'Total return, when measuring performance, is the actual rate of return of an investment or a pool of investments over a given evaluation period. Total return includes interest, capital gains, dividends and distributions realized over a given period of time. Total return accounts for two categories of return: income including interest paid by fixed-income investments, distributions or dividends and capital appreciation, representing the change in the market price of an asset.'

Applying this definition to our asset in some examples:- The total return, or performance over 5 years of iShares Currency Hedged MSCI Australia ETF is 32.4%, which is lower, thus worse compared to the benchmark SPY (67.5%) in the same period.
- Compared with SPY (39.8%) in the period of the last 3 years, the total return of 19.7% is lower, thus worse.

'The compound annual growth rate (CAGR) is a useful measure of growth over multiple time periods. It can be thought of as the growth rate that gets you from the initial investment value to the ending investment value if you assume that the investment has been compounding over the time period.'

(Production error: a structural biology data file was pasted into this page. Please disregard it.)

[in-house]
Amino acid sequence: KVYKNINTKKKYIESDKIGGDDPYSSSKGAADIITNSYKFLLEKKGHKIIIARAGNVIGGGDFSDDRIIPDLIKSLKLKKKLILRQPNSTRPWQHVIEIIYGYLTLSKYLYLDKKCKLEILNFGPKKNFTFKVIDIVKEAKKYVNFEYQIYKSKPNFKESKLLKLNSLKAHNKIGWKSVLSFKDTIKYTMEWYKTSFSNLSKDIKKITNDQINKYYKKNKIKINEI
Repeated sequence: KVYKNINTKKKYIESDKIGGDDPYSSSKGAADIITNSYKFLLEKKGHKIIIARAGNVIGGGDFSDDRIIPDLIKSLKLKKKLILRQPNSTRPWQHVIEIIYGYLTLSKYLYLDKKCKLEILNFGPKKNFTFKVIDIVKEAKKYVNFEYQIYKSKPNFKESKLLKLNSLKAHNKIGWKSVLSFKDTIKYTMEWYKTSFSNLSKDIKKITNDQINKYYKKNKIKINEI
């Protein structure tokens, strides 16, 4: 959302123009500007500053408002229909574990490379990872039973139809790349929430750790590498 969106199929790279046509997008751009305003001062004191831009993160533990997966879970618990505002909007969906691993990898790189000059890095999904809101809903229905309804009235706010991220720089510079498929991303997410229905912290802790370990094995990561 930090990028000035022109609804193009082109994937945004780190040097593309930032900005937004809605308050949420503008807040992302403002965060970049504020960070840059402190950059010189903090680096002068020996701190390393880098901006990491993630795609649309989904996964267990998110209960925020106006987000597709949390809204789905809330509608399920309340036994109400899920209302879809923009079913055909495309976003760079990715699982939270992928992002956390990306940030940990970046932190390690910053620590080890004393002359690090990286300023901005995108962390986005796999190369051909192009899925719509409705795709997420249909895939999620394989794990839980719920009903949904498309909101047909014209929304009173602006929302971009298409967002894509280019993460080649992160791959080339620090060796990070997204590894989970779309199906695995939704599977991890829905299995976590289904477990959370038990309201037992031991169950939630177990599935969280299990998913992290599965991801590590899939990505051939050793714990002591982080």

Applying this definition to our asset in some examples:- Looking at the annual performance (CAGR) of 11.3% in the last 5 years of iShares Currency Hedged MSCI Australia ETF, we see it is relatively higher, thus better in comparison to the benchmark SPY (10.9%)
- Compared with SPY (11.8%) in the period of the last 3 years, the annual return (CAGR) of 9% is lower, thus worse.

'In finance, volatility (symbol σ) is the degree of variation of a trading price series over time as measured by the standard deviation of logarithmic returns. Historic volatility measures a time series of past market prices. Implied volatility looks forward in time, being derived from the market price of a market-traded derivative (in particular, an option). Commonly, the higher the volatility, the riskier the security.'

Which means for our asset as example:- Looking at the 30 days standard deviation of 28.6% in the last 5 years of iShares Currency Hedged MSCI Australia ETF, we see it is relatively higher, thus worse in comparison to the benchmark SPY (21.4%)
- During the last 3 years, the volatility is 27.2%, which is higher, thus worse than the value of 18.7% from the benchmark.

'The downside volatility is similar to the volatility, or standard deviation, but only takes losing/negative periods into account.'

Using this definition on our asset we see for example:- Looking at the downside volatility of 20.7% in the last 5 years of iShares Currency Hedged MSCI Australia ETF, we see it is relatively larger, thus worse in comparison to the benchmark SPY (15.4%)
- Looking at downside volatility in of 19.9% in the period of the last 3 years, we see it is relatively larger, thus worse in comparison to SPY (13.3%).